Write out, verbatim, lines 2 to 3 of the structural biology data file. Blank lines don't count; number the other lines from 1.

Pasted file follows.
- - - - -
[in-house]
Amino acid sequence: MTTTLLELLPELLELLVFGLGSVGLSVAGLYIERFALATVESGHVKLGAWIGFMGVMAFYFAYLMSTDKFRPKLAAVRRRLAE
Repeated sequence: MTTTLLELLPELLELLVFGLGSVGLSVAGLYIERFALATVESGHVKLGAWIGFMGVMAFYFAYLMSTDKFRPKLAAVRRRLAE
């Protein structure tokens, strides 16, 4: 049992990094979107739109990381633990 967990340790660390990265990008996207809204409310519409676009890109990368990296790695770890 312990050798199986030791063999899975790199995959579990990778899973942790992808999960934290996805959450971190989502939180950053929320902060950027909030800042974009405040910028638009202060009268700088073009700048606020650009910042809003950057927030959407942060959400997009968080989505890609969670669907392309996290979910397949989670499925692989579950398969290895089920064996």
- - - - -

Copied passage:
Amino acid sequence: MTTTLLELLPELLELLVFGLGSVGLSVAGLYIERFALATVESGHVKLGAWIGFMGVMAFYFAYLMSTDKFRPKLAAVRRRLAE
Repeated sequence: MTTTLLELLPELLELLVFGLGSVGLSVAGLYIERFALATVESGHVKLGAWIGFMGVMAFYFAYLMSTDKFRPKLAAVRRRLAE